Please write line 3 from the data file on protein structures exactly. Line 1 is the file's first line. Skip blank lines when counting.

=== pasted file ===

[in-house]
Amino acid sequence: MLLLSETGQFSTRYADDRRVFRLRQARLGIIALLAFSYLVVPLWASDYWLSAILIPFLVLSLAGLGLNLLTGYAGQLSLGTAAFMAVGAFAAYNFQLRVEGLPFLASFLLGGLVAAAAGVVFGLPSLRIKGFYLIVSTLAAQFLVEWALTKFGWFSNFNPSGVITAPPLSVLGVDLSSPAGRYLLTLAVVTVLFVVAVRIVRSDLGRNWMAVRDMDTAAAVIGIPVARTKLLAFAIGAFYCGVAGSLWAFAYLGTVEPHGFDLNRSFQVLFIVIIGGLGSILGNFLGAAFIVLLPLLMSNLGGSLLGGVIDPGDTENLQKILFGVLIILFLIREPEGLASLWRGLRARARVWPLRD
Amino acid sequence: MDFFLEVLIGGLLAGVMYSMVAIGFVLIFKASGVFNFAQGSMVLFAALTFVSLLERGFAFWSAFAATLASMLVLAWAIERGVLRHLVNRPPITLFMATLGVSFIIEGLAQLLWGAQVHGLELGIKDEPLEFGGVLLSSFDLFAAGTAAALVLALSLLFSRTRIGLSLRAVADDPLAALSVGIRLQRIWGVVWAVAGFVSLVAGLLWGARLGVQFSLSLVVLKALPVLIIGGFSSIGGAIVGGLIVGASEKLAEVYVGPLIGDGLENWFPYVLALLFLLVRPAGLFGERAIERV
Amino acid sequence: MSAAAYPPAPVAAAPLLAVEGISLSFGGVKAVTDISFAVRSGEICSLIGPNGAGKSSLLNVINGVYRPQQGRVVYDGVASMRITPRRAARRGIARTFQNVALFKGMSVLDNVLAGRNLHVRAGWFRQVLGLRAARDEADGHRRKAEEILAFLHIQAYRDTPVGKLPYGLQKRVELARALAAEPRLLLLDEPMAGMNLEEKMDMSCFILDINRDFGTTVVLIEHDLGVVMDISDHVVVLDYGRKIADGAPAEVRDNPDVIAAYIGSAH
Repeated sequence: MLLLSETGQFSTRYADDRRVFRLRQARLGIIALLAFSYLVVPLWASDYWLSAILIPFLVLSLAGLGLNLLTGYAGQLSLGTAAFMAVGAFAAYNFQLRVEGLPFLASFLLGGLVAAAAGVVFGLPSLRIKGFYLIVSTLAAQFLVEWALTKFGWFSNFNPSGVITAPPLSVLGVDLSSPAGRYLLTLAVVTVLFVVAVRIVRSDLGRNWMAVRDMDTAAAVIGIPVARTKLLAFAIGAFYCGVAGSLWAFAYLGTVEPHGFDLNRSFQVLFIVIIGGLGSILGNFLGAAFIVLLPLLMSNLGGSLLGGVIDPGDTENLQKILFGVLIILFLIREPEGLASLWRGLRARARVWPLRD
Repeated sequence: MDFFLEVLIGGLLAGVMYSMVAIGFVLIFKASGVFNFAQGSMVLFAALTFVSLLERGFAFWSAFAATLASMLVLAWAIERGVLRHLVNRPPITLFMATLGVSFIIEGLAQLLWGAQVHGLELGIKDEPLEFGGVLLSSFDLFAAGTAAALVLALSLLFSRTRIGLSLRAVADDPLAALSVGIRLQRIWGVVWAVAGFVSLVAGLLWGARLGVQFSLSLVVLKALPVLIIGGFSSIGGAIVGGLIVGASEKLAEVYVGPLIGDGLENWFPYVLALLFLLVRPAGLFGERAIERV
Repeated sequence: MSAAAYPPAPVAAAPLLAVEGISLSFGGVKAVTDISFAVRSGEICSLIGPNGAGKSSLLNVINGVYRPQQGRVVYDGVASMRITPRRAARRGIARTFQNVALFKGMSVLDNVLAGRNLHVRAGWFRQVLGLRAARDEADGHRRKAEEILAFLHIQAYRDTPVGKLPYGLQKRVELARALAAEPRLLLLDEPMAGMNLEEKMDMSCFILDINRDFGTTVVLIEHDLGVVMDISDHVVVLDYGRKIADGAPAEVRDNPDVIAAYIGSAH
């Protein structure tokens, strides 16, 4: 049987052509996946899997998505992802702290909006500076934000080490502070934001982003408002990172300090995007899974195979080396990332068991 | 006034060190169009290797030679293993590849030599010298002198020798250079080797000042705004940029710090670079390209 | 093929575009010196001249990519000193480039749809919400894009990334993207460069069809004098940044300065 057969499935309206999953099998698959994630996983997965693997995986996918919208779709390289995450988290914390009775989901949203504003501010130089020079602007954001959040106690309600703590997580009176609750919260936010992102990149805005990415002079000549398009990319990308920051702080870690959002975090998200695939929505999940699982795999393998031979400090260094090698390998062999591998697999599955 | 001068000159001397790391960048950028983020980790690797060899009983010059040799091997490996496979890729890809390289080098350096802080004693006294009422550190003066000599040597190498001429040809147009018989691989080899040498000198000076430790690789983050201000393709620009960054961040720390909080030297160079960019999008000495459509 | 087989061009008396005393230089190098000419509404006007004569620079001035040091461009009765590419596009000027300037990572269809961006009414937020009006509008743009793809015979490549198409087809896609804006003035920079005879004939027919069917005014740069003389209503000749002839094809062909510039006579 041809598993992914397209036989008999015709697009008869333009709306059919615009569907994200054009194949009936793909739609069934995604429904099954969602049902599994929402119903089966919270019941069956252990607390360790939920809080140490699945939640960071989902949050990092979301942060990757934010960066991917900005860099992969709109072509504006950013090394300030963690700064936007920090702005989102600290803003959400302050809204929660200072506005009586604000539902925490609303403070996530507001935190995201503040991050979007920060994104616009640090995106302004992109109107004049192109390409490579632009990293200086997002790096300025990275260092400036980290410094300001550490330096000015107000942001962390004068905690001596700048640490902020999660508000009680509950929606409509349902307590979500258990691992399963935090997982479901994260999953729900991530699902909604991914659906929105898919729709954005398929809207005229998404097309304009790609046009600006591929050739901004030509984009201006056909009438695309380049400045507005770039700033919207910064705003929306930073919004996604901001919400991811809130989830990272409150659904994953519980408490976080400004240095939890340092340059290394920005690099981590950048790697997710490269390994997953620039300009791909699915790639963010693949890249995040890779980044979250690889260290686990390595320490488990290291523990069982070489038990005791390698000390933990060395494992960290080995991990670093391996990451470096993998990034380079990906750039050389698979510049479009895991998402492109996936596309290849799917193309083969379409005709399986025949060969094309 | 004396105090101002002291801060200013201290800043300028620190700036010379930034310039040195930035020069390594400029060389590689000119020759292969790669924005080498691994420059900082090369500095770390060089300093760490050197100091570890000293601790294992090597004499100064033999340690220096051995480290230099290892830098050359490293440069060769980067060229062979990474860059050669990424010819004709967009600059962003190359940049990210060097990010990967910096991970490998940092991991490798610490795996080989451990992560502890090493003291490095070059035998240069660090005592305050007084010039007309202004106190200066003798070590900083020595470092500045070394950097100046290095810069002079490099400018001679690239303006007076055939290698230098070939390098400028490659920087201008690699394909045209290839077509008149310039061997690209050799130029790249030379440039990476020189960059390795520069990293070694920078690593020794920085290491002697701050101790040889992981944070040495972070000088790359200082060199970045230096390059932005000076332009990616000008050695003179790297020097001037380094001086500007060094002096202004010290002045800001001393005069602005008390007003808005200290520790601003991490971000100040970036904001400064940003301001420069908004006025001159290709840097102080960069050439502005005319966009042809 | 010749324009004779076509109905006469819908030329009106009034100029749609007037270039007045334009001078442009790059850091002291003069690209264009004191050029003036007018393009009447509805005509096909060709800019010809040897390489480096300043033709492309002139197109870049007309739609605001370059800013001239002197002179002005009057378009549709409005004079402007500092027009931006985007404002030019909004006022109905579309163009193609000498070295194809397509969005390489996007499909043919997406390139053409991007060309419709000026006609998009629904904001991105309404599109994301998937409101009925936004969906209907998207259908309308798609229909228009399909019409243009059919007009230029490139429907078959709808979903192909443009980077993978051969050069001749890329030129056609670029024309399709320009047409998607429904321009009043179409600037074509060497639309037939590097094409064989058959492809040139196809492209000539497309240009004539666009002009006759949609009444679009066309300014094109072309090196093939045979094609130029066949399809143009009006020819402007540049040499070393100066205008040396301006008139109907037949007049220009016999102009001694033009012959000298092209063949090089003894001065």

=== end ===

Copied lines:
Amino acid sequence: MDFFLEVLIGGLLAGVMYSMVAIGFVLIFKASGVFNFAQGSMVLFAALTFVSLLERGFAFWSAFAATLASMLVLAWAIERGVLRHLVNRPPITLFMATLGVSFIIEGLAQLLWGAQVHGLELGIKDEPLEFGGVLLSSFDLFAAGTAAALVLALSLLFSRTRIGLSLRAVADDPLAALSVGIRLQRIWGVVWAVAGFVSLVAGLLWGARLGVQFSLSLVVLKALPVLIIGGFSSIGGAIVGGLIVGASEKLAEVYVGPLIGDGLENWFPYVLALLFLLVRPAGLFGERAIERV